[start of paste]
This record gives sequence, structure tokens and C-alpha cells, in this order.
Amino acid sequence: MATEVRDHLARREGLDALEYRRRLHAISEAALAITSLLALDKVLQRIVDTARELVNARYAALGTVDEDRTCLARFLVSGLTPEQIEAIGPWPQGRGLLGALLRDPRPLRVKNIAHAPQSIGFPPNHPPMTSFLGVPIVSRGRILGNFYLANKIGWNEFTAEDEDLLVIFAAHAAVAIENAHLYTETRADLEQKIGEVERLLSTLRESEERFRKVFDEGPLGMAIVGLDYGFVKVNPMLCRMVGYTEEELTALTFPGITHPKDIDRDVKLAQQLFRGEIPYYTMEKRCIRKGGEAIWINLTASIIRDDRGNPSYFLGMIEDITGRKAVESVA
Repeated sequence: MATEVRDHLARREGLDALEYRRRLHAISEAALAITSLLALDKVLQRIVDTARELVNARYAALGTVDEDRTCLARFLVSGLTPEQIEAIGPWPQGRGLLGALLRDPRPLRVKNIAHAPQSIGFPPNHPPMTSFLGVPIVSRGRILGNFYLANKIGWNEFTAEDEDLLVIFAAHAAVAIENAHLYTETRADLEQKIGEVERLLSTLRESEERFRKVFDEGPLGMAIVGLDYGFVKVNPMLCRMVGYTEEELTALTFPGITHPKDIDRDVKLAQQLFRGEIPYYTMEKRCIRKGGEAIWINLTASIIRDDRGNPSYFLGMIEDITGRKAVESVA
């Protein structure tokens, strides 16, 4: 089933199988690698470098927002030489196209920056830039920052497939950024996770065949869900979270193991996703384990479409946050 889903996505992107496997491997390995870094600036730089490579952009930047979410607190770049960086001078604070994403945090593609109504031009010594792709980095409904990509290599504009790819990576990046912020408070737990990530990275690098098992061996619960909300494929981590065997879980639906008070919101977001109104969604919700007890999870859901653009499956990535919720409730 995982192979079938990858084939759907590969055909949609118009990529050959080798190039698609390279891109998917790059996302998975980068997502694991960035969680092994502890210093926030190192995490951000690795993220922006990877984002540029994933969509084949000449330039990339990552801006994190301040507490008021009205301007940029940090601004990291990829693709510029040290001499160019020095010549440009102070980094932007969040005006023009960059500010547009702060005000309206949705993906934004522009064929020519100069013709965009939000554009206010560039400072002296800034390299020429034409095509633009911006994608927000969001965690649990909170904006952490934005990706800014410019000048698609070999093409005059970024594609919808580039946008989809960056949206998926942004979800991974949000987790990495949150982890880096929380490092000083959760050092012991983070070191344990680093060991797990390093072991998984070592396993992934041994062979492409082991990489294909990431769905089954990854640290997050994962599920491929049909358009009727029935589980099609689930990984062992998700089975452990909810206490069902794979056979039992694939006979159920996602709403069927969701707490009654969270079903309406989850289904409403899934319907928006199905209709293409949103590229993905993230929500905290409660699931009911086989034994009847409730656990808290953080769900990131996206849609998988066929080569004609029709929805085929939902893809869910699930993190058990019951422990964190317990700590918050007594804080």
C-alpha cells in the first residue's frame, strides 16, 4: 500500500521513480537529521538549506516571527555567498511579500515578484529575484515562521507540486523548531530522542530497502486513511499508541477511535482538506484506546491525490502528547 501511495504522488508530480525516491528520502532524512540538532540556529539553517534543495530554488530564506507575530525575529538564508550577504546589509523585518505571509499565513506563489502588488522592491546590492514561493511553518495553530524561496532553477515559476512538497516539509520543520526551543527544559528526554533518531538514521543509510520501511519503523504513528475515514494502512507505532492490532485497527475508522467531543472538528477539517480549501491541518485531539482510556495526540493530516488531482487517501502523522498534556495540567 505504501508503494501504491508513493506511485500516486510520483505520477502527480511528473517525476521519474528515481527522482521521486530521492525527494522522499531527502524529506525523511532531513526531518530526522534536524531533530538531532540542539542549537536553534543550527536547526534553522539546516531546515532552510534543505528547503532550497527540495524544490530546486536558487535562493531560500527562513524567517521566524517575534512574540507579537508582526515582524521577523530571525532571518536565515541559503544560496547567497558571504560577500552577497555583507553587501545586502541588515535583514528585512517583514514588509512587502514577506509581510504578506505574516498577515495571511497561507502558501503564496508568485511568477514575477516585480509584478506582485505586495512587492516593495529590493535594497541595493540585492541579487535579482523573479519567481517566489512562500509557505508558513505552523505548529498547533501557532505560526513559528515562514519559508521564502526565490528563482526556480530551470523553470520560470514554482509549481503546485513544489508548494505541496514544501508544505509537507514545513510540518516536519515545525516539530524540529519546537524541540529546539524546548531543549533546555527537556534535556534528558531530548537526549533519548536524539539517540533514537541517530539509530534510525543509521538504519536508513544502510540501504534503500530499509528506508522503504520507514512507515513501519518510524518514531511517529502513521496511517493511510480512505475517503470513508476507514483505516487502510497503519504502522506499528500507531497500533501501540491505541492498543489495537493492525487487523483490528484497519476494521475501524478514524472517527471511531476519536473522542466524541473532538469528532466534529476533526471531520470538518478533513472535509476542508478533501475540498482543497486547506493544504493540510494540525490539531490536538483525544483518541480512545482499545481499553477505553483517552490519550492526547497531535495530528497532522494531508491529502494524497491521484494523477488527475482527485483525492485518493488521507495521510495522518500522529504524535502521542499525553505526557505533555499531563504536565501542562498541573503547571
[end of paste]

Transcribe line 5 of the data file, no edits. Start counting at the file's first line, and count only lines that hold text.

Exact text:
C-alpha cells in the first residue's frame, strides 16, 4: 500500500521513480537529521538549506516571527555567498511579500515578484529575484515562521507540486523548531530522542530497502486513511499508541477511535482538506484506546491525490502528547 501511495504522488508530480525516491528520502532524512540538532540556529539553517534543495530554488530564506507575530525575529538564508550577504546589509523585518505571509499565513506563489502588488522592491546590492514561493511553518495553530524561496532553477515559476512538497516539509520543520526551543527544559528526554533518531538514521543509510520501511519503523504513528475515514494502512507505532492490532485497527475508522467531543472538528477539517480549501491541518485531539482510556495526540493530516488531482487517501502523522498534556495540567 505504501508503494501504491508513493506511485500516486510520483505520477502527480511528473517525476521519474528515481527522482521521486530521492525527494522522499531527502524529506525523511532531513526531518530526522534536524531533530538531532540542539542549537536553534543550527536547526534553522539546516531546515532552510534543505528547503532550497527540495524544490530546486536558487535562493531560500527562513524567517521566524517575534512574540507579537508582526515582524521577523530571525532571518536565515541559503544560496547567497558571504560577500552577497555583507553587501545586502541588515535583514528585512517583514514588509512587502514577506509581510504578506505574516498577515495571511497561507502558501503564496508568485511568477514575477516585480509584478506582485505586495512587492516593495529590493535594497541595493540585492541579487535579482523573479519567481517566489512562500509557505508558513505552523505548529498547533501557532505560526513559528515562514519559508521564502526565490528563482526556480530551470523553470520560470514554482509549481503546485513544489508548494505541496514544501508544505509537507514545513510540518516536519515545525516539530524540529519546537524541540529546539524546548531543549533546555527537556534535556534528558531530548537526549533519548536524539539517540533514537541517530539509530534510525543509521538504519536508513544502510540501504534503500530499509528506508522503504520507514512507515513501519518510524518514531511517529502513521496511517493511510480512505475517503470513508476507514483505516487502510497503519504502522506499528500507531497500533501501540491505541492498543489495537493492525487487523483490528484497519476494521475501524478514524472517527471511531476519536473522542466524541473532538469528532466534529476533526471531520470538518478533513472535509476542508478533501475540498482543497486547506493544504493540510494540525490539531490536538483525544483518541480512545482499545481499553477505553483517552490519550492526547497531535495530528497532522494531508491529502494524497491521484494523477488527475482527485483525492485518493488521507495521510495522518500522529504524535502521542499525553505526557505533555499531563504536565501542562498541573503547571